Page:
$14 million field house in Manchester on multiple Town Meeting Day agendas

An architect’s rendering shows the proposed Manchester field house that voters in several towns will consider on Town Meeting Day 2022. Image via BMA Architects and Planners

During Town Meeting Day on Tuesday, the residents of several southwestern Vermont towns will weigh in on whether their towns should contribute to the construction of a $14 million regional field house in Manchester.

The Northshire Community Field House is envisioned as a sporting venue, recreation center and programming space that would serve multiple towns. It would be built within Manchester’s Dana Thompson Memorial Park and encompass an area equivalent to 16 high school basketball courts. 

The field house design features a 228-meter running track, a 45-foot rock climbing tower and a fitness center, according to the project website.

Plans detail the first floor of the proposed facility. Image via BMA Architects and Planners

The building would include a couple of multipurpose rooms — which could host community events or classes — as well as three multipurpose courts for basketball, volleyball, pickleball and futsal, a type of indoor soccer. The courts could be converted into space for other sports, such as gymnastics and baseball training.

The field house aims to promote health, fitness and social interaction, according to project proponents. They said an indoor location is particularly important in an area that has long, severe winters.

The town of Manchester has been discussing the need for such a place for more than 15 years, a facility that would also promote economic development, said Town Manager John O’Keefe. But the idea took shape only after a local foundation offered to shoulder a quarter of the $14 million construction cost.

The $3.5 million has been pledged by the Right Track Foundation Inc., a family foundation based in Manchester. 

“This kind of commitment only comes along, really, once in a generation,” O’Keefe said.

Bill Drunsic, spokesperson for the foundation, said he and his family wanted to help put up a facility that would benefit as many people as possible. 

“I was fortunate from some of my business projects to be able to set aside some funds here to give back to my community, which has been good to me and my family,” he said.

With voter approval, the town of Manchester would contribute $3 million to the field house. The town would own and operate the facility.

The rest of the funding largely would come from participating towns. In exchange, town residents or those who own a second home would get priority to use the field house spaces and at a reduced membership rate.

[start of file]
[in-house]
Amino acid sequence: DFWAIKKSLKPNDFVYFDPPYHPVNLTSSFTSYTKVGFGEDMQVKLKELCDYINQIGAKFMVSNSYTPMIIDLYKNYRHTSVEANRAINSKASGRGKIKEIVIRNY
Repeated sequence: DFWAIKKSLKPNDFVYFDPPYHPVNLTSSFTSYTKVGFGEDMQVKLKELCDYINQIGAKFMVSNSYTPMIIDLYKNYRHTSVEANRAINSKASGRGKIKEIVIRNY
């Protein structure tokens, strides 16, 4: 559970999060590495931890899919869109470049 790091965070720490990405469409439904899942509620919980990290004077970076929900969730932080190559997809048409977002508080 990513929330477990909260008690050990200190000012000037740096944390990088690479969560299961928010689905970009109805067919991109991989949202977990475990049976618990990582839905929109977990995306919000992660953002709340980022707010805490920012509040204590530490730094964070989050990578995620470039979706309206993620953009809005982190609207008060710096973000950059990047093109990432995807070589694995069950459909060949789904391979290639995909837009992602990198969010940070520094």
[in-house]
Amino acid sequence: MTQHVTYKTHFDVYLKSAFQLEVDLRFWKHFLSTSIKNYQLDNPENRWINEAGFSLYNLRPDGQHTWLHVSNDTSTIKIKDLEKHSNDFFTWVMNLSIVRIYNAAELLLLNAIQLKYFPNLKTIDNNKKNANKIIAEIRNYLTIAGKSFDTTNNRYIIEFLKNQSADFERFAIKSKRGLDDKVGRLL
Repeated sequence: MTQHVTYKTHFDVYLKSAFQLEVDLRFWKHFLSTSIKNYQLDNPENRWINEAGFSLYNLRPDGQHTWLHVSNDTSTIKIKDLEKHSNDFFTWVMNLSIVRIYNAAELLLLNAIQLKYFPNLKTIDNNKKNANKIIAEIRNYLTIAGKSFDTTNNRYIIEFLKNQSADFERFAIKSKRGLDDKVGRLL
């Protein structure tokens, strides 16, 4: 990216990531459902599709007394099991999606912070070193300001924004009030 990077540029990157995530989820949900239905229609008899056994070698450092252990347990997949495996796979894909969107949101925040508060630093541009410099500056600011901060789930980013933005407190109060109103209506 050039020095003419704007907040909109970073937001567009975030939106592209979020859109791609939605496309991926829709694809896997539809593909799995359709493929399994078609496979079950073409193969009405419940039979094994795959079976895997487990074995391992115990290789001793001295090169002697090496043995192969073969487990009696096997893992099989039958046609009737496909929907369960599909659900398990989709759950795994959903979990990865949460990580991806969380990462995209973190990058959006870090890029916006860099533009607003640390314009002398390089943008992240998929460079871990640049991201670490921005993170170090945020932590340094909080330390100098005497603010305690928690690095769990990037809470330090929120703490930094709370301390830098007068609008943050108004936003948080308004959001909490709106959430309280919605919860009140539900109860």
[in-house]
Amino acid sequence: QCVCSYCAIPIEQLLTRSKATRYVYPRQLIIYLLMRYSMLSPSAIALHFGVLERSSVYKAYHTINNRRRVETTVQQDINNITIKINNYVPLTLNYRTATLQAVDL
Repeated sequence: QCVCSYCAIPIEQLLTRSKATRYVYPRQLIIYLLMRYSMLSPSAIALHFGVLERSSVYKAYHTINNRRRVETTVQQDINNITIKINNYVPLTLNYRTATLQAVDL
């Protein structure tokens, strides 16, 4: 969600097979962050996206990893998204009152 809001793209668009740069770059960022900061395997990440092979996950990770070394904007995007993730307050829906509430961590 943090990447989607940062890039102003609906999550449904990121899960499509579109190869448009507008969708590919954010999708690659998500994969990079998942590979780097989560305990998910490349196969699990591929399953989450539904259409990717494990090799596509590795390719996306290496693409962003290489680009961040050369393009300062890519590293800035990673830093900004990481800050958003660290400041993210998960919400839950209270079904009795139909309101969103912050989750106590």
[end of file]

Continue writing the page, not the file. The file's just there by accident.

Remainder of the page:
Annual membership fees for the residents of participating towns, for instance, would be $125 for one person, $200 for a couple and $250 for a family. In comparison, nonresidents would pay $500 for an individual, $800 for a couple and $1,000 for a family. 

Question goes to voters

Eight towns have included an item about the project in their Town Meeting Day agendas this week, asking voters if they “indicate support for the concept of a regional field house” in Manchester.

These towns are Dorset, Landgrove, Manchester, Peru, Rupert, Sunderland and Winhall in Bennington County, as well as Danby in Rutland County.

Londonderry, in Windham County, has decided to also include the agenda item for its Town Meeting Day on April 30.

Participating in the project means contributing to the construction cost under a formula based on the town grand list, population and distance from the facility. The Town Meeting Day vote results are advisory and would not bind the towns.

The Bennington County Regional Commission said the field house is consistent with the Bennington County Regional Plan. The plan includes recommending public support for the development and expansion of recreational facilities in the area, as well mutual cooperation among municipalities and other entities to promote the quality and variety of such facilities.

The project also builds on Manchester’s efforts to enhance the area’s appeal as a regional center for sporting events, according to a Feb. 8 memo from the regional commission’s director, Jim Sullivan.

In a state with an aging population, project consultant Cynthia Gubb said the field house would help attract and retain younger people in the region.

“We need some families with some children to help the aging demographic we have here in Vermont,” said Gubb, co-owner of Gubb & Bongartz Nonprofit Consulting located in Manchester. 

Project proponents are hoping many towns would buy into the project. O’Keefe said the breadth of the field house’s current design and its financial viability would depend on the participation of towns with a combined population of 10,000. 

Drunsic is hoping that groundbreaking for the facility can happen by late 2022, Gubb said. But she said it might not take place till early 2023, because of the preparations involved. Construction is expected to run for one-and-a-half years.

The estimated contribution of towns that included the field house on their Town Meeting Day agenda are as follows: Danby $413,000, Dorset $1.3 million, Landgrove $110,000, Londonderry $628,000 and the above-mentioned $3 million from Manchester.

The estimate for the other towns are: Peru $326,000, Rupert $223,000, Sunderland $438,000 and Winhall $787,000.

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